By David Fleet
A pair of House Bills that would help pave the way for a Regional Transportation Authority is all dead.
Michigan House Speaker Lee Chatfield (R-Levering) tabled the bill that had attracted the ire several lawmakers and more than 20 Oakland County supervisors including Brandon and Groveland townships.
The RTA goal, created in 2012 included the City of Detroit, Macomb, Oakland, Wayne and Washtenaw counties is to create a region with sufficient and secure funding to support enhanced public transportation options for residents.
The role of the RTA will be to link communities where gaps in bus service exists. However, under HB 5229, Macomb County was not part of the plan will be exempted from the RTA.
If the RTA and the Oakland County Board of Commissioners had decided 1.2 mills will not generate adequate tax revenue, due to Macomb County’s exemption, HB 5229 would have still allowed the RTA millage to be increased up to 5 mills. There was no opt-option for townships in HB 5229. In 2016, voters in Wayne and Washtenaw counties approved a tax to create rapid transit lines and modern rail service while Oakland and Macomb counties opposed it.
Senator Ruth Johnson, (R-Groveland Township) had worked to oppose the bill.
“I want to thank every citizen in Oakland County who made calls, wrote letters, or visited their representatives to tell them to stop Lansing from raising their taxes,” said Johnson in a statement. “Lansing asked the legislature to vote for a property tax increase of up to $16 billion for regional transit, and other projects that would have had little or no benefit to our communities.”
House Bill 5500 was introduced by Rep. Dianna Farrington, (R-Utica) on Feb. 26, to replace the controversial HB 5229. Both bills received strong opposition from taxpayers in the northern sections of Oakland County. Their concern with both bills was that they would prompt undue burden without receiving benefit.
“Furthermore, Oakland County Executive Dave Coulter and others wouldn’t even share the plan of how this would benefit all residents of Oakland County,” she said. “In fact, he even told one township official ‘If I showed them the plan, then no one would vote for it.’ They would not even allow us to see how the regional transit money was being spent under the Freedom of Information Act (FOIA). Taxpayers deserve better than this and I will keep fighting for accountability and responsible spending should these bills or related proposals be brought up again.”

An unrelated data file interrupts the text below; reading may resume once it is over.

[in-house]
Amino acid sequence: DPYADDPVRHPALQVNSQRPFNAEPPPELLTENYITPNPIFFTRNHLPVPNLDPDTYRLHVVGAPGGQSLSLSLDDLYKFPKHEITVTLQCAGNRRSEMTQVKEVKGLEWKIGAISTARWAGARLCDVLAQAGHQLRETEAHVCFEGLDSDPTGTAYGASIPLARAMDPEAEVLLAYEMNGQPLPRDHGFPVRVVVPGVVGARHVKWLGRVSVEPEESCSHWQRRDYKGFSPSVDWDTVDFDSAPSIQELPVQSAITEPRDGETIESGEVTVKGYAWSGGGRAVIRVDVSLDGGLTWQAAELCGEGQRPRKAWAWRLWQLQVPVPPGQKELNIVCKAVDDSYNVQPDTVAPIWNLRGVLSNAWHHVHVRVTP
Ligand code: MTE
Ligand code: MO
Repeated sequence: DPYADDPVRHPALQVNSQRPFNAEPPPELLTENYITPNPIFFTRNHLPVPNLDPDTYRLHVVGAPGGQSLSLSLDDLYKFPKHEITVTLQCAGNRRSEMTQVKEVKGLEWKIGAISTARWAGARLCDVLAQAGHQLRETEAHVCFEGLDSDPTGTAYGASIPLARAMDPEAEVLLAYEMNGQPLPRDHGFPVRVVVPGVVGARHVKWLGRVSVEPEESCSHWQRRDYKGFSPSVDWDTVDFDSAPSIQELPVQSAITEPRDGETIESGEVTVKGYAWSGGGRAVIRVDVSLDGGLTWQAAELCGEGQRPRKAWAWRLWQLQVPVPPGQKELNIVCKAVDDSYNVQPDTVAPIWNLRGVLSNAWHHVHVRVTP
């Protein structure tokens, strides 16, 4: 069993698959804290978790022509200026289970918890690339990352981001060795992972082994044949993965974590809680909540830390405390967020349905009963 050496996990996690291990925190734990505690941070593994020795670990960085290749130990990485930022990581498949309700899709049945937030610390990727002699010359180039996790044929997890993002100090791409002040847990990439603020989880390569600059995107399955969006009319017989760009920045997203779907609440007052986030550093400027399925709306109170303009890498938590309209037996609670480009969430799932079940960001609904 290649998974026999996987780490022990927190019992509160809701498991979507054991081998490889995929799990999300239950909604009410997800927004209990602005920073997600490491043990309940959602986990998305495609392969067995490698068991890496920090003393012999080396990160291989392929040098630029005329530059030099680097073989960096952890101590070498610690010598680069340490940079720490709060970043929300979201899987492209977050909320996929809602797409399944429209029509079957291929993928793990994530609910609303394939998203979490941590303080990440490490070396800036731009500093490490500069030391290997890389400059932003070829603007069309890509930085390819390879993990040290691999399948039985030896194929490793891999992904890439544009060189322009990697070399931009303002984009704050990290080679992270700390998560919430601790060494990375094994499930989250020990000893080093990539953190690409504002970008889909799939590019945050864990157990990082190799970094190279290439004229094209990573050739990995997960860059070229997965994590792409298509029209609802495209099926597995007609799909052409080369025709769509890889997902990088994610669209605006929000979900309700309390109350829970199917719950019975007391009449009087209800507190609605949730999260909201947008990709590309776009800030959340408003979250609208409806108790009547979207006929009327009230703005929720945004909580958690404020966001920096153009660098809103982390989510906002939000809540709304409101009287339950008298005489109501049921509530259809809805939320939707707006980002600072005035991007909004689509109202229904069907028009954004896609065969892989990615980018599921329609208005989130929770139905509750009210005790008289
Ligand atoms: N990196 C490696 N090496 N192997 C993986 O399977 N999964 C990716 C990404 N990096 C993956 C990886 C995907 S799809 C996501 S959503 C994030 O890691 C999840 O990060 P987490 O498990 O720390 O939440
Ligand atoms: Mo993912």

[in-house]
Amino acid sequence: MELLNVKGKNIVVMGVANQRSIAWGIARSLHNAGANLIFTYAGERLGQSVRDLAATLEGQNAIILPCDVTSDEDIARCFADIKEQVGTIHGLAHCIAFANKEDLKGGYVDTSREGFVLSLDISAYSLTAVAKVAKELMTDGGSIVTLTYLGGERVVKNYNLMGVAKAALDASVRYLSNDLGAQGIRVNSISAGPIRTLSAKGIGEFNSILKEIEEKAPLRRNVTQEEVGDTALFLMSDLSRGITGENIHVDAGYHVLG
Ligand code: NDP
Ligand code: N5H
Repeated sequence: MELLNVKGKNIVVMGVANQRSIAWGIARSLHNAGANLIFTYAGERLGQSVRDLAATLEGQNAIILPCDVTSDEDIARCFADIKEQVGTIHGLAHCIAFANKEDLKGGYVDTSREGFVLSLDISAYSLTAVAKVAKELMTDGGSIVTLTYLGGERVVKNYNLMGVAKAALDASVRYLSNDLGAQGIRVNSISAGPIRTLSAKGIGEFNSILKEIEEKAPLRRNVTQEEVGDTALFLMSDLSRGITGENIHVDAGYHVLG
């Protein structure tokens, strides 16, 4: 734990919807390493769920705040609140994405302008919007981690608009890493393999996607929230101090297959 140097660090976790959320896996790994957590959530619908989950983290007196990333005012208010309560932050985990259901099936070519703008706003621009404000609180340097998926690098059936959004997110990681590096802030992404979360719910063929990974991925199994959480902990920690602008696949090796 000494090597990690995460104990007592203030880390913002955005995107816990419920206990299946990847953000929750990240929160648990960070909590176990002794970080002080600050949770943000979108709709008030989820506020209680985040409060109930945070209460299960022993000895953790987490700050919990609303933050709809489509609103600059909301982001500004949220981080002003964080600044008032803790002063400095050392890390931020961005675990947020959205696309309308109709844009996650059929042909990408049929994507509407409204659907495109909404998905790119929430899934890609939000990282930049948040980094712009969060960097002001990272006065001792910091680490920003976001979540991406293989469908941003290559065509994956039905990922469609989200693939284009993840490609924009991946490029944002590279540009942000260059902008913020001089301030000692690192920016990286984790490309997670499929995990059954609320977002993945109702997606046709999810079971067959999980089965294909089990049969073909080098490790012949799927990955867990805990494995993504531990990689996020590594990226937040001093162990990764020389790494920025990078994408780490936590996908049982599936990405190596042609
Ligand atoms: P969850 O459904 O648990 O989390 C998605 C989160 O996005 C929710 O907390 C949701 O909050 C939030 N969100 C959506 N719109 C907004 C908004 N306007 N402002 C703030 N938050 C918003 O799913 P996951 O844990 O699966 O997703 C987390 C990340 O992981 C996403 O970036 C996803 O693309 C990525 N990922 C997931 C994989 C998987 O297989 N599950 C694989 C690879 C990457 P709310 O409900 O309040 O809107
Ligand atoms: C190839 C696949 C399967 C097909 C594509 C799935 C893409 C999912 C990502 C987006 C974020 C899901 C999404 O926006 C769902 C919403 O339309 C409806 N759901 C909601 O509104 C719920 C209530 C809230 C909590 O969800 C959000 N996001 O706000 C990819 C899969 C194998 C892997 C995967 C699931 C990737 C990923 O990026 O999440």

Oakland County Executive Dave Coulter, communications director Bill Mullan, responded to the challenges in Lansing.
“HB 5229, which was introduced by Republican leadership and has bipartisan support, if approved, will give us another tool in the toolbox for creating a new transit plan. It will enable the Board of Commissioners to draw the transit footprint in a way that serves the needs of everyone in Oakland County.”
In 2016 voters in Brandon and Groveland townships joined Oakland County voters rejecting an regional transit plan. Brandon voters dumped the plan 2,299 yes to 5,057 no, while Groveland voters tallied 811 yes to 2,033 no
Johnson explained that national experts agree that property taxes are not the best solution for public transit.
“Raising the cost for something every person needs – a place to live – has real impacts,” she said. “Even with our strong economy, 4,000 people in Wayne and Oakland County lost their homes to tax foreclosure last year. This does not include bank foreclosure, but just for property taxes.”
“According to the United Way, up to 45 percent of residents in the north Oakland County communities I serve currently live in poverty or are the working poor,” she said. “I grew up, in part, under the poverty level and I know the struggles families face. It might not seem like a lot to some of the business executives and politicians pushing House Bills 5229 and 5550 but raising property taxes by hundreds or even thousands of dollars on every property owner hurts many including seniors, young families, farmers, renters, and business owners.”
Like Johnson, Groveland Township Supervisor Bob DePalma had strongly opposed the bill.
“This shows that when you question whether or not getting involved makes a difference when all the municipalities get together in unison, with the help with Sen Johnson, and all the supervisors, together we were able to make a difference and stop it,” said DePalma. “That proves that government works.”